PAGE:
Aarhus University gathers Nordic competencies within cultured meat
The Nordic region possesses considerable knowledge about laboratory-produced cultured meat, but there is a need for greater cohesion between research and production. An online workshop held recently gathered stakeholders from all over the Nordic region to develop the area. The NKJ network “Cultured meat – Nordic Take” led by Department of Food Science at Aarhus University was responsible for the event.
Presently there is a huge development within the production of cultured meat, which is cultured in bioreactors based on cells taken from animals. Cultured meat is also referred to as e.g. in vitro meat and lab-grown meat and is included under the new term of cellular agriculture. Calculations based on preliminary research production show that cultured meat has a significantly lower impact on the climate and environment than meat from living animals.This new form of meat is not available to consumers in Europe yet, but much research is being carried out in this area.
The USA, Israel and the Netherlands in particular are leading the way in the development of this new concept of meat production, but there is also a lot of knowledge in the field in the Nordic region, and at Aarhus University, it is believed that a major potential exists in the Nordic countries.
Climate-conscious consumers show interest
The Department of Food Science has started the Nordic network “Cultured Meat – Nordic Take” on cultured meat, which is supported by the Nordic Joint Committee for Agricultural and Food Research (NKJ). This month, they held an online workshop where interested parties met and gained new knowledge in the area. Around 200 stakeholders from all over the Nordic region participated in the webinar, and among them were researchers from universities, companies, entrepreneurs, students and investors.
- We have a lot of knowledge in the Nordic region, and the task now is to initiate a production process. We are currently at the stage where significant initiatives are beginning. There was consensus at the workshop that even though the Nordic region have not to date taken a lead position in the area, it is still possible to align and secure momentum. We have the needed competencies, multidisciplinary research, high-tech production, many biotech companies and a high level of education in the Nordic countries. We also have consumers who are very environmentally and climate-conscious, and we can see that the most important incentive for consumers in choosing cultured meat is climate considerations, says Jette Feveile Young, Associate Professor at the Department of Food Science at Aarhus University and head of the network "Cultured Meat-Nordic Take".
The expectation is that, within a few years, it will be possible to buy cultured meat at the high-end of the market, such as gourmet restaurants.
Synergy between meat alternatives
Jette Feveile Young noted that the interest in cultured meat is increasing because of society's major focus on sustainability, specifically the impact of food production systems on climate, and she expects that cultured meat may be a "second wave" after plant-based meat.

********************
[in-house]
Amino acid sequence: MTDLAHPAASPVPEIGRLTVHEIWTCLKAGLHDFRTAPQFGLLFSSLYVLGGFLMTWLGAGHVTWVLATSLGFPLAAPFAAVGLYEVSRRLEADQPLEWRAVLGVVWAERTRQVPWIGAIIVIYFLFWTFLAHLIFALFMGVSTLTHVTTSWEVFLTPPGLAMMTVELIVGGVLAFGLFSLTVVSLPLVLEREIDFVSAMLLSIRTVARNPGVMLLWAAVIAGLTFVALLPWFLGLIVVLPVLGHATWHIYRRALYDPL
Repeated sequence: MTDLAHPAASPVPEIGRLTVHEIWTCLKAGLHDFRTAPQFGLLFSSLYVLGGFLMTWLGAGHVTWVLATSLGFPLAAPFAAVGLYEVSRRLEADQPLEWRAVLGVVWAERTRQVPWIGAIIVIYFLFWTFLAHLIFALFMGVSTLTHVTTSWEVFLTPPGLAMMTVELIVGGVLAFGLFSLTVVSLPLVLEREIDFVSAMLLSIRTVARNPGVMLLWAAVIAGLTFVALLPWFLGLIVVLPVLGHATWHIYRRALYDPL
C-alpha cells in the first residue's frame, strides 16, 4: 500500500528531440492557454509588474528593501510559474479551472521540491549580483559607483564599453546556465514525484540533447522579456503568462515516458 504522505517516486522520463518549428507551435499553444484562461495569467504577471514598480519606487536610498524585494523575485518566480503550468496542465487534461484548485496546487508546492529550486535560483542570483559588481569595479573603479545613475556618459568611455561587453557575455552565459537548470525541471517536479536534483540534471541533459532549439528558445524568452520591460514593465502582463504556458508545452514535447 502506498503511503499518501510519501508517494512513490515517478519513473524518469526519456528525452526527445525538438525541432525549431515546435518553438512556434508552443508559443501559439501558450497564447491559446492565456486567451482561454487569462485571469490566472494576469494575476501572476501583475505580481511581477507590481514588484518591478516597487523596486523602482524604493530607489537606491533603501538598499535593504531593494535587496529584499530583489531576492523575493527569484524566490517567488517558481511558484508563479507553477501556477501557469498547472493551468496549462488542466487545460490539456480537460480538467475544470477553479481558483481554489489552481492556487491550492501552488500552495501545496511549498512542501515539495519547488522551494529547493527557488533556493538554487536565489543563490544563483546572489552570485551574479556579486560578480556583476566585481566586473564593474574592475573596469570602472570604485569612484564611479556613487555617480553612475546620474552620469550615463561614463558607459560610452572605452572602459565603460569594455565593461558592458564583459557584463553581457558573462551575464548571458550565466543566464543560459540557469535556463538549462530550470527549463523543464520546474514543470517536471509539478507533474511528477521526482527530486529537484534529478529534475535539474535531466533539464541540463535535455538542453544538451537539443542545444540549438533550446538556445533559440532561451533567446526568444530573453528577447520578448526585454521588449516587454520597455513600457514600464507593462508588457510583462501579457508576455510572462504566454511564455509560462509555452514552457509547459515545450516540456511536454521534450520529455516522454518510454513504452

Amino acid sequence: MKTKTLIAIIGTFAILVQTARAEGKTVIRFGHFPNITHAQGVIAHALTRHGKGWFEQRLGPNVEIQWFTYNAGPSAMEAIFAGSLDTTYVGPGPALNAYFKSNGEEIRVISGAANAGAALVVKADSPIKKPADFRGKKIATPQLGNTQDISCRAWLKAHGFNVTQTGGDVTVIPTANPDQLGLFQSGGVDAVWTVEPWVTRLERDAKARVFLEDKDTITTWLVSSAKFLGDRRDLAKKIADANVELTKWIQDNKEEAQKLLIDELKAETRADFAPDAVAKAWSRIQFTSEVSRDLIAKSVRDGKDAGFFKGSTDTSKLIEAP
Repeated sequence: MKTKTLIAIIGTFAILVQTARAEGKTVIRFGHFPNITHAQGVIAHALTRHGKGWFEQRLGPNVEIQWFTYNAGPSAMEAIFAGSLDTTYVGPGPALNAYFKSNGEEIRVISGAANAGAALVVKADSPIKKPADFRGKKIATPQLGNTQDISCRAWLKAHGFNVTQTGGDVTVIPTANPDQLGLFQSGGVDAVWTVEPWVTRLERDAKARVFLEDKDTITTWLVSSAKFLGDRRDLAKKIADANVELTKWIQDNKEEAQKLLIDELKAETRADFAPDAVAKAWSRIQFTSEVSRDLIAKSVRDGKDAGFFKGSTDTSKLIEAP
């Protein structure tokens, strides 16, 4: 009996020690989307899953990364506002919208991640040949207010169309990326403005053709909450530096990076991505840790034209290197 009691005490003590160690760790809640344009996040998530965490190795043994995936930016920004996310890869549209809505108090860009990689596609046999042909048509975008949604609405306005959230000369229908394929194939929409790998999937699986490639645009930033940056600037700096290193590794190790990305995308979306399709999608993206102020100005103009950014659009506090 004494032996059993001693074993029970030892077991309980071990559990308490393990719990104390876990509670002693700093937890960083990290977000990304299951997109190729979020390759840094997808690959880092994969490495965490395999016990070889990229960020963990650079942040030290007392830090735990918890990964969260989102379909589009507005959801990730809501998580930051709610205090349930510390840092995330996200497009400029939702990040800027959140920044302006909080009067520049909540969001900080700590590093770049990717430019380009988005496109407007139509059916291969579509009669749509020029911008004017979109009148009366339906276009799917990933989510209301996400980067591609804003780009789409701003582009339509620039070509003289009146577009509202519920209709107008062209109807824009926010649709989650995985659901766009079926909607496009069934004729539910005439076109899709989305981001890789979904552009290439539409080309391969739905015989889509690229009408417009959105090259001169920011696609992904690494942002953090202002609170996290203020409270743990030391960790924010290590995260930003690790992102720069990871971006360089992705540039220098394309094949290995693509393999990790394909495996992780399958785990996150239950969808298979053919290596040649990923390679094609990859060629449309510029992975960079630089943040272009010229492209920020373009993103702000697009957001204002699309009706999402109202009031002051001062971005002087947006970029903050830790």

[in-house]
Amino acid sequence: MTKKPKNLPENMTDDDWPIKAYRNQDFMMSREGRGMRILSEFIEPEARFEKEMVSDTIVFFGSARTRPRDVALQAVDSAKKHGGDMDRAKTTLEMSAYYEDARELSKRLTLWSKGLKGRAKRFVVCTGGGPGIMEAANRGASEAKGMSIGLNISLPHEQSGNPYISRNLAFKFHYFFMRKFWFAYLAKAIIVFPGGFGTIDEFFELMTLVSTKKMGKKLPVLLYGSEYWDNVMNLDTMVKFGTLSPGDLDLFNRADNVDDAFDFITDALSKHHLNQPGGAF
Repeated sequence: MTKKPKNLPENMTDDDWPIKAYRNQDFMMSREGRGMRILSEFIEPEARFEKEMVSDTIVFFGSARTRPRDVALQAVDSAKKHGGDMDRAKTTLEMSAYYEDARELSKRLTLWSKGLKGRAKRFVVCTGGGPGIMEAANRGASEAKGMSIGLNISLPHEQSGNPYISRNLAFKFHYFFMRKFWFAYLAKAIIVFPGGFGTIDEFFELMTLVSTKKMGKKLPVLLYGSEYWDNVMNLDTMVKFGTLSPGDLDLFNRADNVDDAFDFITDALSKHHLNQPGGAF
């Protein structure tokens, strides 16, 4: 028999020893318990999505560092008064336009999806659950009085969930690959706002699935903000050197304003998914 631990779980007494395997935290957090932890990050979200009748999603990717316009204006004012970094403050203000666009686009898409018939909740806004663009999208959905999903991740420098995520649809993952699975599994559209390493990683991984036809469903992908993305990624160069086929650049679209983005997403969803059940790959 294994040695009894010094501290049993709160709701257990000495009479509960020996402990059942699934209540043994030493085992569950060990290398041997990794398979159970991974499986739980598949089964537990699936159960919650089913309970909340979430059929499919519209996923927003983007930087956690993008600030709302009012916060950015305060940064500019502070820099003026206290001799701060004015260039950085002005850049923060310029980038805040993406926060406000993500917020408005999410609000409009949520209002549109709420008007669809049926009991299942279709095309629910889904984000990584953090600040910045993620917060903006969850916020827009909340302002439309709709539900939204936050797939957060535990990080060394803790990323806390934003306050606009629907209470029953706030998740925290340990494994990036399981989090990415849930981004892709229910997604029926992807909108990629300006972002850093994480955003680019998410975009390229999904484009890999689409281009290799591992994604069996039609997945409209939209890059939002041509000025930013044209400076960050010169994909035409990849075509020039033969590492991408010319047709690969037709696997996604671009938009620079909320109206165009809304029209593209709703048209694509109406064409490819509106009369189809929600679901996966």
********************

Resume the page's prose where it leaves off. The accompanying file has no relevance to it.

- For some consumers, cultured meat will be an easier acceptable alternative than the plant-based meat. In addition, there are factors such as taste and the juiciness that are easier to achieve with meat than plant-based alternatives. Cultured meat will also have some nutrients that are not found in plant-based products, but are essential for nutritional requirements, she says.
She points out that a next step may be to make a hybrid between plant-based meat alternatives and animal cells, and considers cultured meat and plant-based meat as supplements to each other. She also sees the synergy between established agriculture and the new type of food production systems.
- There is a need for ingredients from food production and cells from living animals to grow the meat in bioreactors. We have to co-exist and learn from each other, says Jette Feveile Young.
Looking forward to legislation
Legislation is also an ongoing challenge of this new production of cultured meat, and currently no EU legislation exists in this area. This can make it difficult for small companies to progress, and the network hopes that legislation will soon be developed and implemented. Singapore was the first country to approve the first type of production of cultured meat.
Start-up of joint development
Among the participants in the webinar, there was great optimism and curiosity about each other's competencies.
- I hope that our webinar created a common understanding of the players in this particular area, and that contacts have been made across the community. We need further interaction and alignment between the academic environment and companies, says Jette Feveile Young.
Several events about cultured meat are in the pipeline, and the Department of Food Science will continue the work within the Nordic network.
The network created a LinkedIn group “Cultured meat – Nordic take” which stakeholders are invited to join for future networking and sharing of relevant material.
|Funding||The network “Cultured Meat – Nordic Take” is supported by the Nordic Joint Committee for Agricultural and Food Research (NKJ)|
|Cooperation partners||Find cooperation partners of the network on this website|
|Read more||AU FOOD accelerates the development of cultured meat within the framework of a new Nordic network|
The webpage of the network ”Cultured Meat – Nordic Take”
|Contact||Jette Feveile Young, Associate Professor, AU FOOD - Department of Food Science, Aarhus Universitet - Email: email@example.com - Phone: 2230 7518|